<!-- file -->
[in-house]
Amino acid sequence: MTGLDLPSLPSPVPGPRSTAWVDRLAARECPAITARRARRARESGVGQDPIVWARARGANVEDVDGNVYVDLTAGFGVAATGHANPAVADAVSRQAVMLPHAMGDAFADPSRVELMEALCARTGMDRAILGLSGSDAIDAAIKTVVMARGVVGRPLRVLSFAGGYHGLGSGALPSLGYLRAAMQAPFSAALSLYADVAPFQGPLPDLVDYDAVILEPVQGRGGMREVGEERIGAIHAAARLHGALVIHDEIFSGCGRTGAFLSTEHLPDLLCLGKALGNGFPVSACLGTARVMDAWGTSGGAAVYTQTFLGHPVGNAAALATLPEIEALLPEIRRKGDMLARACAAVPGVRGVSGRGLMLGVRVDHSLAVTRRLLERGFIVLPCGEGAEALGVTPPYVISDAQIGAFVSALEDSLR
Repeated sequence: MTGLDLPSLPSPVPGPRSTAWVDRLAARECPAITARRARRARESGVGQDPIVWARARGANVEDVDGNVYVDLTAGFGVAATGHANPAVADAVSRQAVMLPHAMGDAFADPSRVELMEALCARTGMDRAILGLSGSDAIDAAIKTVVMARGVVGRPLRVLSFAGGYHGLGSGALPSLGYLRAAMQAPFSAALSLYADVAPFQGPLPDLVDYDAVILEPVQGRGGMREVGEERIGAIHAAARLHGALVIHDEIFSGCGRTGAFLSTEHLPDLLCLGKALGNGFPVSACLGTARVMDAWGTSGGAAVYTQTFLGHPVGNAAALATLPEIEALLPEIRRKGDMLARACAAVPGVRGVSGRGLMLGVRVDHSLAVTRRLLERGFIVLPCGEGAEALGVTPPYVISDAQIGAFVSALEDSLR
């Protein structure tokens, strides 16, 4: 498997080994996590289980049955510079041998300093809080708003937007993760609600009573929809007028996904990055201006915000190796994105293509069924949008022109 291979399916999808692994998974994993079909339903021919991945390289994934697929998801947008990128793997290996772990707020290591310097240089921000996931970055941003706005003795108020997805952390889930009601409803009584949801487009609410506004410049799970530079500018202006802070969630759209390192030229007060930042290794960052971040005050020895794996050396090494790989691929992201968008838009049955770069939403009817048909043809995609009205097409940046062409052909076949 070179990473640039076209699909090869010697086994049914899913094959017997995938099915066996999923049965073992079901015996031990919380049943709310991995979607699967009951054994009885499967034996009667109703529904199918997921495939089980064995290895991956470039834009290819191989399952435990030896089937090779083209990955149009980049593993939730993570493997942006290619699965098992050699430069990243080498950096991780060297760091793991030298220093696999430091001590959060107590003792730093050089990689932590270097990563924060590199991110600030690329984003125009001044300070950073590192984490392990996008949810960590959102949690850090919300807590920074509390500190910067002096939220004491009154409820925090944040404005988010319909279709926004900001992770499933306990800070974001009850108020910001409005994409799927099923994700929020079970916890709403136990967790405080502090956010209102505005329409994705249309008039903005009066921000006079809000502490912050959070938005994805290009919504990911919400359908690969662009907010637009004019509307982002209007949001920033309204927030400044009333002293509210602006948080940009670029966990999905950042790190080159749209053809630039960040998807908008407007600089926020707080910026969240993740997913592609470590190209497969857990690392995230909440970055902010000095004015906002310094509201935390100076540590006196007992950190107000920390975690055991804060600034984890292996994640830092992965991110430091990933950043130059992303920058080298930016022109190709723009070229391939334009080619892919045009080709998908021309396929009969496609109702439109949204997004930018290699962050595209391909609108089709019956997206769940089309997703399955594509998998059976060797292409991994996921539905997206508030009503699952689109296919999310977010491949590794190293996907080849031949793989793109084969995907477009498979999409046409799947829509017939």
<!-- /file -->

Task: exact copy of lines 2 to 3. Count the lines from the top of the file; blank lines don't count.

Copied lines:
Amino acid sequence: MTGLDLPSLPSPVPGPRSTAWVDRLAARECPAITARRARRARESGVGQDPIVWARARGANVEDVDGNVYVDLTAGFGVAATGHANPAVADAVSRQAVMLPHAMGDAFADPSRVELMEALCARTGMDRAILGLSGSDAIDAAIKTVVMARGVVGRPLRVLSFAGGYHGLGSGALPSLGYLRAAMQAPFSAALSLYADVAPFQGPLPDLVDYDAVILEPVQGRGGMREVGEERIGAIHAAARLHGALVIHDEIFSGCGRTGAFLSTEHLPDLLCLGKALGNGFPVSACLGTARVMDAWGTSGGAAVYTQTFLGHPVGNAAALATLPEIEALLPEIRRKGDMLARACAAVPGVRGVSGRGLMLGVRVDHSLAVTRRLLERGFIVLPCGEGAEALGVTPPYVISDAQIGAFVSALEDSLR
Repeated sequence: MTGLDLPSLPSPVPGPRSTAWVDRLAARECPAITARRARRARESGVGQDPIVWARARGANVEDVDGNVYVDLTAGFGVAATGHANPAVADAVSRQAVMLPHAMGDAFADPSRVELMEALCARTGMDRAILGLSGSDAIDAAIKTVVMARGVVGRPLRVLSFAGGYHGLGSGALPSLGYLRAAMQAPFSAALSLYADVAPFQGPLPDLVDYDAVILEPVQGRGGMREVGEERIGAIHAAARLHGALVIHDEIFSGCGRTGAFLSTEHLPDLLCLGKALGNGFPVSACLGTARVMDAWGTSGGAAVYTQTFLGHPVGNAAALATLPEIEALLPEIRRKGDMLARACAAVPGVRGVSGRGLMLGVRVDHSLAVTRRLLERGFIVLPCGEGAEALGVTPPYVISDAQIGAFVSALEDSLR